The Moment - Review
A must-watch from Darcy Turenne
by James Good
Every sport has its mavericks; the renegades, those willing to go beyond what is expected and, in doing so, elevate their chosen discipline to new heights. The Moment casts a microscope (camera) over the formative years of freeride mountain biking and seeks to unravel how a rag-tag bunch of bike riders from a pocket of British Columbia managed to influence an entire industry.
Directed by Darcy Turenne, BC native and former professional freerider turned filmmaker, The Moment opens in 1994 and traces the lineage of freeride mountain biking from its inception; providing a chronological exploration of the rise of the sport right through to its enduring impact on mountain biking in 2018.
“We’d all be high fiving, laughing, smoking pot like crazy and going riding”
The main protagonist of Turenne’s tale is Christian Bejin, the enigmatic director behind the Kranked series. In a time when racing was the dominant force in mountain biking and lycra-clad competitors south of the border ruled the scene, Bejin’s work behind the camera helped charter a new course, a course that unfolded on the gravel-pits of Kamloops and within the misty playgrounds of the North-Shore.
Featuring the likes of Tippie, Simmons, Schley and co, The Moment documents how this unlikely crew rallied against an industry that saw their antics as little more than a circus show. The film reveals how ground-breaking riding coupled with the effort and passion of characters such as Sterling Lawrence, the venerable ‘Bike Magazine’ and Rocky Mountain bicycles, were able to legitimise freeride as more than just a distraction from racing and in turn cement themselves as stalwarts of the sport.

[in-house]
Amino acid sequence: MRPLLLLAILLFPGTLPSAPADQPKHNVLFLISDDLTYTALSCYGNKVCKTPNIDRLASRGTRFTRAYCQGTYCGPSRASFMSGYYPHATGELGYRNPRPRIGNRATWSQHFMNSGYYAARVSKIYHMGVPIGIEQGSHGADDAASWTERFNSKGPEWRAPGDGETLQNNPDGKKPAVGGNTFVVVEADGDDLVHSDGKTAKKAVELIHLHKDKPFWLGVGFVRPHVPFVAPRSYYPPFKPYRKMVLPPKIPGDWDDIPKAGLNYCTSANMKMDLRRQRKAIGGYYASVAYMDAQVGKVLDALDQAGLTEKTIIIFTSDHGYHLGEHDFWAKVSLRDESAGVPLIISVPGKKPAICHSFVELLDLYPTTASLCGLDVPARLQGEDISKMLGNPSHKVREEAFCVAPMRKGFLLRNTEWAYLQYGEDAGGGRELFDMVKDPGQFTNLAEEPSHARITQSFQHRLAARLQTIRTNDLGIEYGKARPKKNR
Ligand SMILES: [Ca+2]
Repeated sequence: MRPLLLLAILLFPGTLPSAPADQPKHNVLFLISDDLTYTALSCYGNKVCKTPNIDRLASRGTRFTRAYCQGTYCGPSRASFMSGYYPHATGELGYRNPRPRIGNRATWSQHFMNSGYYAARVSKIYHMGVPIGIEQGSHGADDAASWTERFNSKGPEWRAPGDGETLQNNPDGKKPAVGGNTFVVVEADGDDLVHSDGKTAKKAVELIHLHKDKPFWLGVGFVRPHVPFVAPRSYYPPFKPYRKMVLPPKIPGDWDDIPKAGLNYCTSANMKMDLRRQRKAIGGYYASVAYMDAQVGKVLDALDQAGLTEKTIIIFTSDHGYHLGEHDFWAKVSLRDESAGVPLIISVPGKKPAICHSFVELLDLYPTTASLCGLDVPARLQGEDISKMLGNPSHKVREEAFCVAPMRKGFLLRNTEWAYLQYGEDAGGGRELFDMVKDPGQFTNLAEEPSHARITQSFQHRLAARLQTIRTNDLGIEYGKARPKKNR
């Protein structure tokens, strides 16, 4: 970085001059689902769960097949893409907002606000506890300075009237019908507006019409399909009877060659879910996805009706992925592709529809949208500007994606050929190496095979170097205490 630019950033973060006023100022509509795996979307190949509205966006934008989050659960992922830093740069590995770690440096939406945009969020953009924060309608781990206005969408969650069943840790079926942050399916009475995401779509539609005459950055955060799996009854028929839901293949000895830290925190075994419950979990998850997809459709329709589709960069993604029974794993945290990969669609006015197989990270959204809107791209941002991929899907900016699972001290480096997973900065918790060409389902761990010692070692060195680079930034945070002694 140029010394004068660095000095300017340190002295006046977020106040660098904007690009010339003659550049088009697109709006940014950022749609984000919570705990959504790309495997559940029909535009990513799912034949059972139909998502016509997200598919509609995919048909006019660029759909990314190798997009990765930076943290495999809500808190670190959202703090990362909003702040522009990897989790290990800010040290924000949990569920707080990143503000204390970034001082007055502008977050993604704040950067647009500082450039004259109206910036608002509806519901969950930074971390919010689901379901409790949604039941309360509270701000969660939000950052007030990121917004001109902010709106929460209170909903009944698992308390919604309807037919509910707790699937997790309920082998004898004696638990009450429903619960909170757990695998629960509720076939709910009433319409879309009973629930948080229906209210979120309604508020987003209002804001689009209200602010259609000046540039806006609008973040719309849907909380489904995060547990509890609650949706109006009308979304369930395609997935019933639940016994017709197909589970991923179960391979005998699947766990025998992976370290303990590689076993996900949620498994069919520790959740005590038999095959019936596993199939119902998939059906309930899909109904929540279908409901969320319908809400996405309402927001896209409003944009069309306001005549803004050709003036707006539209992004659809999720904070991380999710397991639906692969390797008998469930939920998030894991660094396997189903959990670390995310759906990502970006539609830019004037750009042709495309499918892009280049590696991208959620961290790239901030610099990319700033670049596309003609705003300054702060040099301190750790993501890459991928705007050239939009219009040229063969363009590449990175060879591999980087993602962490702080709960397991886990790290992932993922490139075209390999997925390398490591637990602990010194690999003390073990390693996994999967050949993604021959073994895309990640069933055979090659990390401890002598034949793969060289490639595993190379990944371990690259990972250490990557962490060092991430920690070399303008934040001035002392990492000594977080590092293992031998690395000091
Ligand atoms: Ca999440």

“So not only is our footage controversial and mind-blowing, but we’re just a freak show, walking around with a freaking TV and VCR”
The film also touches upon a little-discussed and often overlooked topic from the time, a topic particularly pertinent in a post-CTE society. it delicately recounts the tragic story of Dave Swetland, with those who knew him best sharing how a charismatic and talented rider came to pass away, many believing as a direct consequence of repeat concussions. A solemn reminder that the vanguards of our sport pushed the boundaries without the equipment we take for granted today.
Effortlessly blending raw, 90s film footage with present-day interviews, Turenne has created a documentary of real authenticity, providing a fascinating insight into an indelible chapter of mountain biking history. The Moment feels like a film made by riders, for riders.
If freeride is the sport that no one wanted, The Moment is the film that no one knew they wanted.